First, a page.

Apply security to a PDF document when saving
October 9, 2017 4:09 PM   Subscribe

I am looking for a solution to allow superusers to create PDFs with forms that could/would be encrypted when they are saved and only opened by the superuser once saved/submitted and delivered (via email/ftp/dropbox etc)?

Meaning the document/form wouldn't initially require a password to open in its empty state but would require a password to open once saved.

Any suggestions for for ROLYO (roll your own) solutions or 3rd party solutions (locklizard, cytrix etc)?

Thanks in advance.
posted by specialk420 to Computers & Internet (2 answers total)
 
Password to open is more troublesome than needing a password to change info. (Most "secure forms" software and process descriptions deal with making the PDF unable to be edited without the password, not locked against opening.)

Let me see if I understand this: You have PDFs with forms to be sent out to individuals; they will fill out those forms, save the PDF, and return it; you want a way to lock them on return so that they need a password to open. Is that correct?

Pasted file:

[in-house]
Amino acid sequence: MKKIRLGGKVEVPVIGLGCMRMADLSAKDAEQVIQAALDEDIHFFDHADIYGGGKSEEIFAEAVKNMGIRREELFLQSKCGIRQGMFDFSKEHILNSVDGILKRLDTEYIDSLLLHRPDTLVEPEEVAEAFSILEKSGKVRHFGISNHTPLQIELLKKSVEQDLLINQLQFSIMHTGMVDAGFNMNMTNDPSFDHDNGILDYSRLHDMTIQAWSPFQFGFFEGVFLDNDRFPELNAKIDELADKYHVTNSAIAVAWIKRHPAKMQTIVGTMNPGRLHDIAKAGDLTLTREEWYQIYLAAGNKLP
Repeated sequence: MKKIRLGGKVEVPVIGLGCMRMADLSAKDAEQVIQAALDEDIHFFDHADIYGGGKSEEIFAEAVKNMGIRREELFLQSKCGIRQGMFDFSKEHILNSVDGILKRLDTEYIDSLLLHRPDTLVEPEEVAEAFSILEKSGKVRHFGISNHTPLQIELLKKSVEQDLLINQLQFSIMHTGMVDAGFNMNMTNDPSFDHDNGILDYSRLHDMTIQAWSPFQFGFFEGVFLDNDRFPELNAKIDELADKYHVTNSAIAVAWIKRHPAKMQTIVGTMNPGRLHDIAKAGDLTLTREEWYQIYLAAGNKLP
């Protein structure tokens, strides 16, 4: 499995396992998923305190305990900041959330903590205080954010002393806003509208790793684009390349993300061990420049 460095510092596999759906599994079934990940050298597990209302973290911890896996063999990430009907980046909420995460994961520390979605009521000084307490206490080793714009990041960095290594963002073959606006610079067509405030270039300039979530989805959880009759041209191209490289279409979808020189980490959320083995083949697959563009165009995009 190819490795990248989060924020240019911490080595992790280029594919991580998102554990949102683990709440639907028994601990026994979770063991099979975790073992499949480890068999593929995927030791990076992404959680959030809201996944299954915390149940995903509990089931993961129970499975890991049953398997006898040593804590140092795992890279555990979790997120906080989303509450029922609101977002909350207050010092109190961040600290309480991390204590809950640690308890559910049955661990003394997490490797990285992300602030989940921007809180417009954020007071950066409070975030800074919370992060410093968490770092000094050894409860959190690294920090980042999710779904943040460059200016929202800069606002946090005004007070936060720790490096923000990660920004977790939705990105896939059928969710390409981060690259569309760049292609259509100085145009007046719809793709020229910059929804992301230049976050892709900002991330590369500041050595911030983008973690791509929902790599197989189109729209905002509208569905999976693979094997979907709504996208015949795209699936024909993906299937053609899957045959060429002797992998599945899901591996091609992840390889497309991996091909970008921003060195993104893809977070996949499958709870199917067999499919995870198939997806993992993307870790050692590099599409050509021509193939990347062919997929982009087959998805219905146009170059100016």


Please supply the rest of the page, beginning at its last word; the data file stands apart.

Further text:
I'm pretty sure there's not going to be anything that allows end users to attach a password-to-open on saving the filled-out form; most people will be using Acrobat Reader and that's got limited functions. (Also, even if they had software that would lock it, you'd be stuck hoping they sent you the password that would open it.)

There are free online "upload PDF & password; get back a locked PDF" sites like https://www.pdfprotect.net/
Acrobat Pro/DC will allow you to add them manually. If you have a couple dozen, either of those may be feasible.

Or you may be looking into one of the webform-to-PDF bits of software, and see about adding a password lock to those. It's probably easier if they all have the same password in that case; each password being unique would be much harder to set up.

Could you make it work if the PDF were locked and you gave out that password to people who needed to fill out the form, instead of locking it after it's returned?
posted by ErisLordFreedom at 5:13 PM on October 9


This feels like one of those times where OP has a problem, but the question is actually about an implementation plan that's not viable.

First, PDF security is hilariously weak. You can download free tools online to crack them.

Second, this sure sounds like a situation where a web-based approach would work better -- maybe even something like SurveyMonkey.
posted by uberchet at 12:19 PM on October 10


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